Back in 2004, I was the Pabst Blue Ribbon brand manager and we sponsored a bunch of events at SXSW. We partnered with the likes of Vice Magazine, Urban Outfitters, Bloodshot records, the now defunct Arthur Magazine and supplied beer to their un-official SXSW parties. This was before every brand under the sun was guerilla marketing the event and getting into the “side parties” was a big deal and only the real influencers were in the know.
Although I can’t say for sure, I don’t think we paid any money for the sponsorships. If we did it was minimal. Our biggest expenditure was simply product, which I believe was somewhere in the neighborhood of 400-500 cases. At the time, a lot of people at the company thought I was crazy for giving so much beer away.
I remember talking to one of those partners at the end of the weekend and marveling at the number of people consumer connections we made. PBR spent less than $10 and literally owned all of the insider parties. I can look back at those sponsorships and say that connecting with the influencers who attended SXSW was worth the $8000 (ish) investment.
Although I’m not at SXSW this year, I have been back several times since that year and I’m amazed at how many brands have jumped on the bandwagon looking for ways to create buzz at the annual event. It’s become so ubiquitous that every time someone wants to create buzz with hipsters or social media geeks, the first question is “what can we do at SXSW?” as if no one has thought of that.
Here’s the problem with the SXSW buzz plan: everyone is doing it. There is so much marketing clutter in Austin for the two weeks of SXSW that no one knows who is sponsoring what. They just know there is a party and everything is free.
What may seem like a shortcut to reach all of the right people all at once is really a mirage. If you really want to connect with “influencers” (and that word IS played out) you need to consider three things:
- Can you get their full attention? It is literally impossible to do this at SXSW because so many brands are talking. Do you really think any one remembers what brand of Pino Noir they drank at Gary Vaynerchuk’s Secret Wine Part last night? When PBR sponsored those parties back in 04, we were the exclusive beer of every event and the can became a badge that people carried around. Even without obnoxious banners and swag to give away, it was hard to escape the branding.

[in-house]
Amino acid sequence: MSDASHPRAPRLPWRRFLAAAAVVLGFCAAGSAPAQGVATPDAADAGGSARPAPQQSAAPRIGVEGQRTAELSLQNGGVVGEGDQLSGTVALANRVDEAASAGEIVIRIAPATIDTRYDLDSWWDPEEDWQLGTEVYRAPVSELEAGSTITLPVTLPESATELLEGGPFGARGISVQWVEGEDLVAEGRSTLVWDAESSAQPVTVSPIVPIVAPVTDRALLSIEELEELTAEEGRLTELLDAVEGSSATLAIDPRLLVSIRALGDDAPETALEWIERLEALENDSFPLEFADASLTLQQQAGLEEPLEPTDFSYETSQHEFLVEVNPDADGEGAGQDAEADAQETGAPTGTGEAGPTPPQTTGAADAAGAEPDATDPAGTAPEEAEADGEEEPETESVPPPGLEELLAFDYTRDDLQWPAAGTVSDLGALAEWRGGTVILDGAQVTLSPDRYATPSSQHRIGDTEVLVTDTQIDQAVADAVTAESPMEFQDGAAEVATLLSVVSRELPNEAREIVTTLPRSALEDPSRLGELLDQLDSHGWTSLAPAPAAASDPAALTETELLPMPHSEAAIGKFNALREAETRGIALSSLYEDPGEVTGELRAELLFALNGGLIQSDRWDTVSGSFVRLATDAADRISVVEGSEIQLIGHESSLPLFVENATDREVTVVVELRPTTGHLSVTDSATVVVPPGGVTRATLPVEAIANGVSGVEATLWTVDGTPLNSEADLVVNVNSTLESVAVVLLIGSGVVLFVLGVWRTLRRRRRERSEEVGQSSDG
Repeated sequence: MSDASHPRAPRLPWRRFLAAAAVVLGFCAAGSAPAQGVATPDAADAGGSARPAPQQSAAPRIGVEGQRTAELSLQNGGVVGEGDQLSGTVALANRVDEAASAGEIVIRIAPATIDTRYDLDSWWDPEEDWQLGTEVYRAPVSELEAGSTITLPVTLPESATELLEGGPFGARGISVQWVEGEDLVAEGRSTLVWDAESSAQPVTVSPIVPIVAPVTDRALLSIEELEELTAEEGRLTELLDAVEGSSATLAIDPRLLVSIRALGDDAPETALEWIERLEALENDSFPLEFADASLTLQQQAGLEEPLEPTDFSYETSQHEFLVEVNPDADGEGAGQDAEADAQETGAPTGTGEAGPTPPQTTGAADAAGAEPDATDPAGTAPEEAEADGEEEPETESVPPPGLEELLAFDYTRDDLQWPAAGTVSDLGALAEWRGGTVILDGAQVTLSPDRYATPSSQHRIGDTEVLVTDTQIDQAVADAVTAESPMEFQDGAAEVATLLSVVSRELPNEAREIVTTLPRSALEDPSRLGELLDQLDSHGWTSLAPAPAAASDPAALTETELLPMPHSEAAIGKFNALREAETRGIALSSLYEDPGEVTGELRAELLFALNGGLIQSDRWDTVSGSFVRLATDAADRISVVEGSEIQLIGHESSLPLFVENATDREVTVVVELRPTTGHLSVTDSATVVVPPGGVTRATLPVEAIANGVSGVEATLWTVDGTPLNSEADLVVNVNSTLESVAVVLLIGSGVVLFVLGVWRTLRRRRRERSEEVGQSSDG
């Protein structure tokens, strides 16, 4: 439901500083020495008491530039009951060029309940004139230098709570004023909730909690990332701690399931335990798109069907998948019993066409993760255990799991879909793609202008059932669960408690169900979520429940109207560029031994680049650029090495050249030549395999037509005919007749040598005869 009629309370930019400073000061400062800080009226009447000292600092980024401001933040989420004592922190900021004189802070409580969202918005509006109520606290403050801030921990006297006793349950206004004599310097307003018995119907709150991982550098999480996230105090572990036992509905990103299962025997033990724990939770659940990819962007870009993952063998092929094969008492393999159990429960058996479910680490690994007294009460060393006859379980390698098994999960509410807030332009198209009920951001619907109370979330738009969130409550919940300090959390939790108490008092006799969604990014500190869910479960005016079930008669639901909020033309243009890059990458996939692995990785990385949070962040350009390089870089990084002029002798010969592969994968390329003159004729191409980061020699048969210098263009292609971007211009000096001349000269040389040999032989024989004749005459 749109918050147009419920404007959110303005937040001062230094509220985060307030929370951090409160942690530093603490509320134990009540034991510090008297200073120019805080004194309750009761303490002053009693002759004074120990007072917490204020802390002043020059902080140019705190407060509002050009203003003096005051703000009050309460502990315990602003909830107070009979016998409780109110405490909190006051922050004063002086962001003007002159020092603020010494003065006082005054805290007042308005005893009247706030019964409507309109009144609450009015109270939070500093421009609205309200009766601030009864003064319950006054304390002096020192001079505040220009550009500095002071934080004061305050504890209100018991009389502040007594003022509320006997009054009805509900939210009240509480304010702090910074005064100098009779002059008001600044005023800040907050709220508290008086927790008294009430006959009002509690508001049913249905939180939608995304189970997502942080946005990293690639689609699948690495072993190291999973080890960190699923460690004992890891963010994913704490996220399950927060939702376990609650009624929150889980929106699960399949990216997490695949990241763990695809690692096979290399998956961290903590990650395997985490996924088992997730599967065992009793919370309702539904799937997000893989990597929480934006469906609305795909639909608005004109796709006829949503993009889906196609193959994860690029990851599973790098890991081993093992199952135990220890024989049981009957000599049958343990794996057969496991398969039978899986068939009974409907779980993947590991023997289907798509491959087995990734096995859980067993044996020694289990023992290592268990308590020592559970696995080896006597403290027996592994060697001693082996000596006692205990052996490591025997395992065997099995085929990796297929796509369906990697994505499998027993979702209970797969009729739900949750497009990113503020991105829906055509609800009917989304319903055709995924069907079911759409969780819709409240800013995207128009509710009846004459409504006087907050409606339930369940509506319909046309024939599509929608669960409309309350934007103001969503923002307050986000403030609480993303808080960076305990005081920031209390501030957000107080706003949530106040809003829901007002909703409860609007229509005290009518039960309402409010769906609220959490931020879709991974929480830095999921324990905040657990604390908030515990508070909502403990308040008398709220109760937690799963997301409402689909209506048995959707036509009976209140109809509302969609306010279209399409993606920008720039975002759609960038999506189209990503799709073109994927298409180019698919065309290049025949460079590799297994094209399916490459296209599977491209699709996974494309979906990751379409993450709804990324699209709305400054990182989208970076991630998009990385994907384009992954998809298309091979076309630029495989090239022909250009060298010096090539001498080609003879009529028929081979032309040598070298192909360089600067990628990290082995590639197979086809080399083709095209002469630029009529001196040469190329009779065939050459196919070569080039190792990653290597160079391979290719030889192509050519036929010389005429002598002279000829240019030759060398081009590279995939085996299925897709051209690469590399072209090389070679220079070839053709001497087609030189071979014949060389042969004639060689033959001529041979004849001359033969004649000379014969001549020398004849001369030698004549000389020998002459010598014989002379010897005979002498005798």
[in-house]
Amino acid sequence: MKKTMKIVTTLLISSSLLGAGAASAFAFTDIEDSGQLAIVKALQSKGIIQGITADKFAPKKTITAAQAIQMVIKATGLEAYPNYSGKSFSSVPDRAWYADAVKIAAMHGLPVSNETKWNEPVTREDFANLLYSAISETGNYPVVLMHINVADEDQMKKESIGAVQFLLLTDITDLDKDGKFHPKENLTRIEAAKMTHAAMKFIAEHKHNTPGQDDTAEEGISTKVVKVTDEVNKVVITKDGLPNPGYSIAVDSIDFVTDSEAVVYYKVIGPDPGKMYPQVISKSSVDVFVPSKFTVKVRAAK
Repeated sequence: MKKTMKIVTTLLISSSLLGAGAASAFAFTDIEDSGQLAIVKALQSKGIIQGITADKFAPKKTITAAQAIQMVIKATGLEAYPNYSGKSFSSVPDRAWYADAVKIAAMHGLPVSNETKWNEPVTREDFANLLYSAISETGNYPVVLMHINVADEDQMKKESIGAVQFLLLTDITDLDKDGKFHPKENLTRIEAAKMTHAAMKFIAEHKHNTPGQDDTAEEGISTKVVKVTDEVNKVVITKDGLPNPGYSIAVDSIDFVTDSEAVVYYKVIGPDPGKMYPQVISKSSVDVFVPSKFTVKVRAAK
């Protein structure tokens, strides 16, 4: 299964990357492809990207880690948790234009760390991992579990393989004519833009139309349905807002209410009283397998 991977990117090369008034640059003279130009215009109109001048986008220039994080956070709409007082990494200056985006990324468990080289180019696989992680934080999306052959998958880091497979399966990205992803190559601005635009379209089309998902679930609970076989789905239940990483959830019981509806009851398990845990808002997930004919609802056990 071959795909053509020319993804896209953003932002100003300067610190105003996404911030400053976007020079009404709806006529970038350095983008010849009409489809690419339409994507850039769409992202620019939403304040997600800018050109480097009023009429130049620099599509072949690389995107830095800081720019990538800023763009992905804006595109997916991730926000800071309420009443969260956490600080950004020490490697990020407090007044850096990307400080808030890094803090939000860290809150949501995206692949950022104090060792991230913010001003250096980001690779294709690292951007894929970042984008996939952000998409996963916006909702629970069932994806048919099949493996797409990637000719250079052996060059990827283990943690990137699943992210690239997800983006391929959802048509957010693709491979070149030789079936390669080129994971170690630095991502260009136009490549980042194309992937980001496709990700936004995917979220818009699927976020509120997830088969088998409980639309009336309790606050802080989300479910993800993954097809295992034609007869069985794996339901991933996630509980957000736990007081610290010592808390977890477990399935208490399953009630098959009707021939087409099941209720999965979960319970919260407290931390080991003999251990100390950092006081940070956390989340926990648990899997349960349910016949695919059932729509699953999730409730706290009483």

- Are you invited to the party? If you don’t have a legitimate reason and permission to be there, you’re probably trying too hard. Too many brands just show up at SXSW because they want hipsters to like them. That doesn’t work. When PBR sponsored events at SXSW, we were already part of the culture and all of the event organizers picked us as their beer sponsor. This resulted in consumers were both surprised and appreciative we were part of the events.
- Will they remember and recommend you? The whole point of generating some “buzz” at SXSW is to reach influencers, right? Too many brands forget that the role an influencer is supposed to play is one of recommending brands and services to others. Will they be in a position to do that after they fly out of Austin? Do they know enough about you? Did they get a memorable experience?
If you can’t check the box on these three things, you may want to look at other ways to get the word out on your brand. If you can’t come up with any other ideas, get in touch with me. I’ll help you out.